The camera is essentially taking two pictures (or videos) at the same time using fish-eye lenses mounted on each side of the camera. Once you're done, you have to stitch the two together, a process that can be done on your phone or computer using software that came with the camera.

Set a timer. My first dozen videos start with an image of me holding a phone. Oops. Then I figured out how to change the settings on my camera so that it would only begin recording after a 10-second delay. That means that after I hit the shutter button, I have 10 crucial seconds to put away the phone and prepare my shot. While "on her phone" is my real-life default setting, it’s not exactly how I want to be commemorated in virtual reality for all time.

Use a selfie stick. I’m notoriously against using monopods when in public. They're a nuisance and have been banned from plenty of places already. But it dramatically enhances the quality of the images I was able to take in 360 degrees. Instead of holding the camera in front of me—which means my awkward selfie takes up a whole side of the image or video—I was able to hoist the camera above my head to shoot. That move puts the viewer of my images in the center of the action, so that their head essentially replaces mine as the point of view in the picture. Keep that in mind as you begin authoring your own 360 videos: If you place the camera on the roof of a boat, as I did in order to get an unobstructed view of the harbor, the viewer will feel as though she is riding on top of the boat as well. That may be a good or bad thing, depending on how prone she is to seasickness.

Treat it like a video camera. Most of the 360 cameras out there look more like webcams than still cameras, which is a distinction that I noticed makes people a bit uncomfortable. One night the group I was traveling with decided to take a selfie while all drinking Singapore Slings at the Raffles Hotel, the birthplace of the Sling. Taking a group photo in a bar, especially a famous one, is a totally normal and non-threatening thing. But when I set the 360 camera up on a tripod in the middle of the table, we were rather quickly approached by a bartender and asked to "not record" in the bar. He (and I presume people around us) thought it was a video camera. And perhaps it is more like video than still photos, given the way viewers can explore the image.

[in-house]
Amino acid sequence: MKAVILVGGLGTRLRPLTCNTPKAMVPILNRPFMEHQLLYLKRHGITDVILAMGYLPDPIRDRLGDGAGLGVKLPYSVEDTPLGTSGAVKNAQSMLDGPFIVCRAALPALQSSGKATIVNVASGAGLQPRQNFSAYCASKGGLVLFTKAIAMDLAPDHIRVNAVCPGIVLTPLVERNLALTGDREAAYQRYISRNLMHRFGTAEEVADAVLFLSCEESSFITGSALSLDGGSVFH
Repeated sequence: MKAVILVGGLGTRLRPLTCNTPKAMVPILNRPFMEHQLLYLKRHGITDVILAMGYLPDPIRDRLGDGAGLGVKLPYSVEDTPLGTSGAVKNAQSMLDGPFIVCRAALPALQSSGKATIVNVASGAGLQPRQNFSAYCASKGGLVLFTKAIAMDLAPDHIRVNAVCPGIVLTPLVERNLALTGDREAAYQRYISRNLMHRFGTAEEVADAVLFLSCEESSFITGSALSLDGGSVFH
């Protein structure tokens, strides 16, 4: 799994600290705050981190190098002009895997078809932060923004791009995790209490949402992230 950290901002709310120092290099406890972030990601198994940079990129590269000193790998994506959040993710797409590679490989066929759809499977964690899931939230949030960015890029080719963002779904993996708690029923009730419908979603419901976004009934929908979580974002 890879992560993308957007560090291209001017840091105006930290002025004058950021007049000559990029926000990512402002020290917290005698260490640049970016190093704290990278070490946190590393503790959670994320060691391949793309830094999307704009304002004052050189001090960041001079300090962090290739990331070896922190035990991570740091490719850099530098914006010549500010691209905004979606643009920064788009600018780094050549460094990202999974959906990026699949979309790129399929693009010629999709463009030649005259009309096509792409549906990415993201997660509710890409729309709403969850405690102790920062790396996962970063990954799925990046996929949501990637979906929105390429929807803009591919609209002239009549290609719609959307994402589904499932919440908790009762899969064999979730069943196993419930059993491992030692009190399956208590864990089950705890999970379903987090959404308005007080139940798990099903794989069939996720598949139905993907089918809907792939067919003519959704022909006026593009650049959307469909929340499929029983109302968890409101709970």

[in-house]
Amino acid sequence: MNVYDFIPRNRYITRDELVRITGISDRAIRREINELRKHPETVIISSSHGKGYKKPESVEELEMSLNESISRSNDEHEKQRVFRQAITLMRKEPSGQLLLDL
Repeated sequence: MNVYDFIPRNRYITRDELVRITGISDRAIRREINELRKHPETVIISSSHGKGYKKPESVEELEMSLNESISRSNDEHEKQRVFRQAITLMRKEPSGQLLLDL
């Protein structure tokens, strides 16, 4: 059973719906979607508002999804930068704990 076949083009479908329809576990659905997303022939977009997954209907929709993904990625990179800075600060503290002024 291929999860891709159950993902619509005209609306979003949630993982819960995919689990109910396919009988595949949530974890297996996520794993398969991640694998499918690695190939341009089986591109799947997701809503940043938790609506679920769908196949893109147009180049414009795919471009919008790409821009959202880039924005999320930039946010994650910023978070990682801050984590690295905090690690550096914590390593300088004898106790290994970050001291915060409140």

Moving around doesn't work. I shot 360 videos in a number of moving scenarios, but for the most part, I’ve found recording things where you’re the one doing the moving are generally not so great. I shot a video on the back of a boat (where a boat was doing the moving) that worked out wonderfully. A video of me walking around a garden with the camera over my head? Not as wonderful. In a 360 video, the viewer expects to be able to move closer to parts of a scene. In my garden video, for instance, you would have likely approached the flowers you wanted to take a closer look at. When I'm walking, you’re forced to stay on my path, making that experience more like a regular video. And then there's the natural bouncing we all do when walking, which can make a spirited stroll feel like a carnival ride for the viewer.

You draw attention. No matter where you are, you draw a ton of attention to yourself when you’re walking around with a camera hoisted above your head. Unless you love attracting the concerned gazes of strangers, you don’t want to do that too many times or for too long in crowded places.

How To Get One

The Gear 360 became available in the U.S., briefly, on June 22 at the VidCon, an online video conference in California. For now, Samsung appears to be focusing on putting the camera in the hands of content creators, the people who ultimately are going to show you what’s possible with the camera, and why you definitely need one.

Samsung plans to make the Gear 360 available to everyone later this year for $349. (And if you just can't wait, the international-only version is already for sale.)

For the full effect, the Gear VR headset is available now for just $99, and is often free when you purchase a new phone, thanks to a number of different promotions.

Other companies, including GoPro, LG, Ricoh, Nokia, and even Kodak are also making 360 cameras. While Samsung's option is currently only compatible with Samsung phones, some of the others out there offer iPhone compatibility as well as support for other Android phones.

Like the first iPhone, I think 360 cameras are one of those things most people will need to see for themselves before they really "get" why they need one. Your flip phone was awesome in 2006, right? And even then, 360 could prove to be a novelty—everyone had to have a GoPro, until they didn't any more. But once you see it in person, and what it can do, it's hard to go back to shooting regular old photos and videos.

related video: Will Virtual Reality Go Mainstream?

Slideshow Credits: 01 / Photos: Emily Price;